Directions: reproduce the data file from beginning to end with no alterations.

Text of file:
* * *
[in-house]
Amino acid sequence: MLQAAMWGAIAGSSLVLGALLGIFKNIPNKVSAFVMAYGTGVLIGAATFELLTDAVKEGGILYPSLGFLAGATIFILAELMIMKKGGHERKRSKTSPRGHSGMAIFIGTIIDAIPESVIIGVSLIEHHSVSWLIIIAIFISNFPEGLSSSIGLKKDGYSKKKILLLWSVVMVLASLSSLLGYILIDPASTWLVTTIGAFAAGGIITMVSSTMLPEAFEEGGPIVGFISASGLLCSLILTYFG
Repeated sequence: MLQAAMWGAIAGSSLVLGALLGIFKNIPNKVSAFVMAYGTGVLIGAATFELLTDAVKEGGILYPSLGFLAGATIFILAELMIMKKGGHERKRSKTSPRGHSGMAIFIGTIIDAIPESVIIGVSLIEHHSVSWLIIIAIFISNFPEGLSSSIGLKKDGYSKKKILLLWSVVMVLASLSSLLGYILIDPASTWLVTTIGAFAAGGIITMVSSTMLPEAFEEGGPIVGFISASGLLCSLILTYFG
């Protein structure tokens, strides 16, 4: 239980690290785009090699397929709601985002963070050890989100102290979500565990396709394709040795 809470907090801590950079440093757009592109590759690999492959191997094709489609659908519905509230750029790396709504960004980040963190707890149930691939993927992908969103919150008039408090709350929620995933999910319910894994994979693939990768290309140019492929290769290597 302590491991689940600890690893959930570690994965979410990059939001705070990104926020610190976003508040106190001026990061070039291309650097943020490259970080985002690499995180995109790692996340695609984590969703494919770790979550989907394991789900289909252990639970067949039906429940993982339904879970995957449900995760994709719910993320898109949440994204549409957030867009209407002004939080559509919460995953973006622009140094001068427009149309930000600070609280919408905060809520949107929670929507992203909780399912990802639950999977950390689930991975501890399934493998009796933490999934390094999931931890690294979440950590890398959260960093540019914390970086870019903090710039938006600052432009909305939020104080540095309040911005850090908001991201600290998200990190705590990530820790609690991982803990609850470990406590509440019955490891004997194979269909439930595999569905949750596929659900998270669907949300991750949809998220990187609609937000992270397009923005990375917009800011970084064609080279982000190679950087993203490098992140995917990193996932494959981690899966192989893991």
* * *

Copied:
[in-house]
Amino acid sequence: MLQAAMWGAIAGSSLVLGALLGIFKNIPNKVSAFVMAYGTGVLIGAATFELLTDAVKEGGILYPSLGFLAGATIFILAELMIMKKGGHERKRSKTSPRGHSGMAIFIGTIIDAIPESVIIGVSLIEHHSVSWLIIIAIFISNFPEGLSSSIGLKKDGYSKKKILLLWSVVMVLASLSSLLGYILIDPASTWLVTTIGAFAAGGIITMVSSTMLPEAFEEGGPIVGFISASGLLCSLILTYFG
Repeated sequence: MLQAAMWGAIAGSSLVLGALLGIFKNIPNKVSAFVMAYGTGVLIGAATFELLTDAVKEGGILYPSLGFLAGATIFILAELMIMKKGGHERKRSKTSPRGHSGMAIFIGTIIDAIPESVIIGVSLIEHHSVSWLIIIAIFISNFPEGLSSSIGLKKDGYSKKKILLLWSVVMVLASLSSLLGYILIDPASTWLVTTIGAFAAGGIITMVSSTMLPEAFEEGGPIVGFISASGLLCSLILTYFG
């Protein structure tokens, strides 16, 4: 239980690290785009090699397929709601985002963070050890989100102290979500565990396709394709040795 809470907090801590950079440093757009592109590759690999492959191997094709489609659908519905509230750029790396709504960004980040963190707890149930691939993927992908969103919150008039408090709350929620995933999910319910894994994979693939990768290309140019492929290769290597 302590491991689940600890690893959930570690994965979410990059939001705070990104926020610190976003508040106190001026990061070039291309650097943020490259970080985002690499995180995109790692996340695609984590969703494919770790979550989907394991789900289909252990639970067949039906429940993982339904879970995957449900995760994709719910993320898109949440994204549409957030867009209407002004939080559509919460995953973006622009140094001068427009149309930000600070609280919408905060809520949107929670929507992203909780399912990802639950999977950390689930991975501890399934493998009796933490999934390094999931931890690294979440950590890398959260960093540019914390970086870019903090710039938006600052432009909305939020104080540095309040911005850090908001991201600290998200990190705590990530820790609690991982803990609850470990406590509440019955490891004997194979269909439930595999569905949750596929659900998270669907949300991750949809998220990187609609937000992270397009923005990375917009800011970084064609080279982000190679950087993203490098992140995917990193996932494959981690899966192989893991």